The team also digitized the rest of the collection at the NCM, including Gregory-Aland 0240, which is an early palimpsest—a manuscript that had its original text scraped off and a new text written over it—containing portions of 1 Timothy and Titus. This manuscript was digitized with CSNTM's new multispectral imaging equipment, and it has allowed the under-text—which has hardly been visible for centuries—to now be easily seen. While digitizing this manuscript the team also identified a new Georgian palimpsest in the same volume! The team loved working with Director Zaza Abashidze and the staff of the National Centre of Manuscripts and greatly appreciated their willingness to have these cultural-heritage artifacts preserved for future generations.

Tblisi MSI

Traveling from Tbilisi, the team went to Greece to meet with some of our partners and International Advisory Board members about future projects, and to digitize a collection in the city of Ioannina, Greece. We digitized a 12th–13th century minuscule of the Gospels at the Byzantine Museum of Ioannina. This manuscript was given to the museum by a monastery and is enclosed in a stunning silver binding. We want to specifically thank Konstantinos Soueref and the Byzantine Museum’s staff for their hospitality and allowing this treasure to be preserved.

Byzantine Museum

For the final leg of our summer expeditions, the CSNTM team traveled to Heidelberg, Germany to digitize the New Testament papyri found at the University. These manuscripts, which are some of the earliest witnesses to the text of the New Testament, were in need of special digitization, since some of the text has been difficult to decipher. Dr. Wallace prepared the manuscripts noting their key features, and Jacob and Rob digitized them with our new multispectral imaging equipment. After image processing is complete, these manuscripts will be made freely available to all on our website. We must also thank Professor Dr. Andrea Jördens and the staff at the University of Heidelberg’s library for their generous hospitality and willingness to allow us to preserve these manuscripts with multispectral imaging.

P40 Heidelberg

This summer we completed expeditions in three countries. We digitized some of the earliest and most significant witnesses to the text of the New Testament. In so doing, we are continuing to fulfill our mission of making these manuscripts free for all and free for all time.

Sunday, June 24, 2018

CSNTM Acquires Multispectral Imaging

Recently, CSNTM acquired multispectral imaging equipment (MSI) in order to digitize manuscripts whose text cannot be read with the naked eye. MSI is an advanced camera technology, originally developed by NASA for satellites. The equipment we purchased digitizes manuscripts at 15 points across the light spectrum—from ultraviolet to infrared—in order to produce better, more revealing images of manuscripts and the texts they contain.

MSI images are superior for two reasons. First, they are more scientifically precise in how they represent color than a traditional RGB camera, thereby providing better color data to archivists and art historians than was previously possible. Second, and more important for textual scholars, the images can be processed to reveal details that have not been seen for centuries! This is especially important for manuscripts that are illegible because they deteriorated over time or are palimpsests—a codex that had its original text scraped off and then was rewritten with a different text.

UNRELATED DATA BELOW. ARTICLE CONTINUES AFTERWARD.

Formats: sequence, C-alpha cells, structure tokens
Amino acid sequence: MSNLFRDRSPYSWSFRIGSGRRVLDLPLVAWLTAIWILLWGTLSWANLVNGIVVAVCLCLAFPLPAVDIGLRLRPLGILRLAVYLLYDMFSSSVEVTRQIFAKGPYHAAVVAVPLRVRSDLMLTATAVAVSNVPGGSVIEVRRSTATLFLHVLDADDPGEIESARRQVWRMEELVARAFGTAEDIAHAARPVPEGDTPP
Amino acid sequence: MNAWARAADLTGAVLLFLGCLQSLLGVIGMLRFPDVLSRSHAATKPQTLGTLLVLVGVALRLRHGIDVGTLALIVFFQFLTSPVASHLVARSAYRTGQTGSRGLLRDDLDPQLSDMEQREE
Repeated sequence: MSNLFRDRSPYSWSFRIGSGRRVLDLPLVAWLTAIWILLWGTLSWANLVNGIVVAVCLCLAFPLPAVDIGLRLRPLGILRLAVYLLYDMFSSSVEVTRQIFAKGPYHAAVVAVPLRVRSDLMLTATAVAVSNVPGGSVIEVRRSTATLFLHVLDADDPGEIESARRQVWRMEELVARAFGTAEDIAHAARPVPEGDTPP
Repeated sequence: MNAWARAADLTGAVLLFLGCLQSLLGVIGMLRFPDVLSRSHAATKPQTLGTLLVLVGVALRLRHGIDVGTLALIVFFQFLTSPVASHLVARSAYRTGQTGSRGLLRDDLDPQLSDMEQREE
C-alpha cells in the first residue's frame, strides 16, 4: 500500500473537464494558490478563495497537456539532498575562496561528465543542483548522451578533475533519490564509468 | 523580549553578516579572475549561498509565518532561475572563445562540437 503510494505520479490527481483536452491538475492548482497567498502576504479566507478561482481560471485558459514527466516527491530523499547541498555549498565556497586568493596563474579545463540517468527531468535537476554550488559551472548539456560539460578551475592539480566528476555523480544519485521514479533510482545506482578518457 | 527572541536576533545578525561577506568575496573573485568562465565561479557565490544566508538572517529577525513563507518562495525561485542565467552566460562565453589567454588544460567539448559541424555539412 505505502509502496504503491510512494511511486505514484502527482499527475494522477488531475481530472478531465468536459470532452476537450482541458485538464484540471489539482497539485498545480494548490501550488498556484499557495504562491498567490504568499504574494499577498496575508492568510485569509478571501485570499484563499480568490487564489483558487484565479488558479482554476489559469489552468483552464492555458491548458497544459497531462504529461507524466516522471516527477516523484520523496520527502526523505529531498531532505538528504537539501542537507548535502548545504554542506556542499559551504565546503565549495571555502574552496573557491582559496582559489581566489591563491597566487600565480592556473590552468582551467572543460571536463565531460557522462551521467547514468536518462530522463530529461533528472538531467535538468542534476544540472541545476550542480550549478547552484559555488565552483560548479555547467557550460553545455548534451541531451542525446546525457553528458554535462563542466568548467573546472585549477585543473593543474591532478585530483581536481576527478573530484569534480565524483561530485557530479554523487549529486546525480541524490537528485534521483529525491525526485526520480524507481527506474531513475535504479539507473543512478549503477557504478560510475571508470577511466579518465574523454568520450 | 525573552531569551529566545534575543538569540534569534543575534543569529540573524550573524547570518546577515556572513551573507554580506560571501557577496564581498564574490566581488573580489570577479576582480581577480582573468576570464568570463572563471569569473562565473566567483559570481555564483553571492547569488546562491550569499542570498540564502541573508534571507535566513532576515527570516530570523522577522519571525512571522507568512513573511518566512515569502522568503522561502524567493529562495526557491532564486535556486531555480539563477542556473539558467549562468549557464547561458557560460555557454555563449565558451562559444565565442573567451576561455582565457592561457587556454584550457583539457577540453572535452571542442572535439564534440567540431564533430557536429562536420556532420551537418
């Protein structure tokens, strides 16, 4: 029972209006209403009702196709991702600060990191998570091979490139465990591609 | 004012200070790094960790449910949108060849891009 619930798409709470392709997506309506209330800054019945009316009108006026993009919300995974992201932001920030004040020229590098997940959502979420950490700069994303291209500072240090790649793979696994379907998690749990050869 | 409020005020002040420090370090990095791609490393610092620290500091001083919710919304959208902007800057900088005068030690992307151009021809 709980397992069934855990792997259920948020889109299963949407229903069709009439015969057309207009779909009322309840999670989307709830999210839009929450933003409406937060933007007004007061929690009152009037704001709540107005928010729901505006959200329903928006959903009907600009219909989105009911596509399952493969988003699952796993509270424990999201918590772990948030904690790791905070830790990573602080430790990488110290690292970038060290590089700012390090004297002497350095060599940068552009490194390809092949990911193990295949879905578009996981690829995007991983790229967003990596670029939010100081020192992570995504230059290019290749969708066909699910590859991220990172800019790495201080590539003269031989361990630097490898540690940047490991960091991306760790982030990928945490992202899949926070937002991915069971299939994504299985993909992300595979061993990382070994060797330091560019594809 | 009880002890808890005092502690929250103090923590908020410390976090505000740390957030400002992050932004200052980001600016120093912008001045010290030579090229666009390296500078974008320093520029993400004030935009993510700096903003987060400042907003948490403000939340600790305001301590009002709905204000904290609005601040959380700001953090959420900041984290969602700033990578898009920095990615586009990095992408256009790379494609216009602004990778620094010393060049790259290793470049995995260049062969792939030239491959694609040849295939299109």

CSNTM is already using MSI to digitally preserve manuscripts on its summer 2018 expeditions. After a period of intense training, we sent our team to image manuscripts in multiple countries. The manuscripts being digitized include one of the most important parchment manuscripts we have ever digitized along with one papyrus and four other majuscules. Of course, the images captured with MSI equipment will be made available free for all, and free for all time at We can’t wait to share with you what this amazing technology reveals!

The Center purchased this state-of-the-art equipment after raising $125,000 over the last two years. This funding was provided by a generous grant from the Hillcrest Foundation, Bank of America, N.A., Co-Trustee, and dozens of other generous donors. Thank you for your partnership with us to preserve ancient manuscripts for the modern world!


Thursday, May 17, 2018

Summer Expeditions and a Matching Grant!

One of the busiest times for CSNTM is the summer. It is during these months that we begin our expedition schedule and travel to places around the world to preserve manuscripts for future generations. This summer is jam-packed with some very significant expeditions. In fact, this summer teams from CSNTM will be working at seven sites in four different countries! As with every trip, due to security reasons, we are not able to announce where we are traveling. However, we can’t wait to share with you about some of these exciting opportunities. What we can say now is that we will be visiting two countries for the first time, and digitizing some exceptionally rare manuscripts—utilizing our new MSI technology! This technology will allow us to see texts that have been hidden for centuries. As always the images will be freely posted on our website for all to see. We also plan on establishing some new collaborations and securing additional sites for future work. So many places are opening their doors to CSNTM. In fact, right now we have a larger demand than we can even meet in one summer. This is an amazing problem to have.

Funds are needed now to fulfill these expeditions. We just received news of a $100,000 matching grant! We are asking you to consider supporting these exciting opportunities. That $100,000 could soon become $200,000, allowing us to continue our mission of preserving ancient Scripture for the modern world.

Daniel B. Wallace, PhD

Executive Director

Center for the Study of New Testament Manuscripts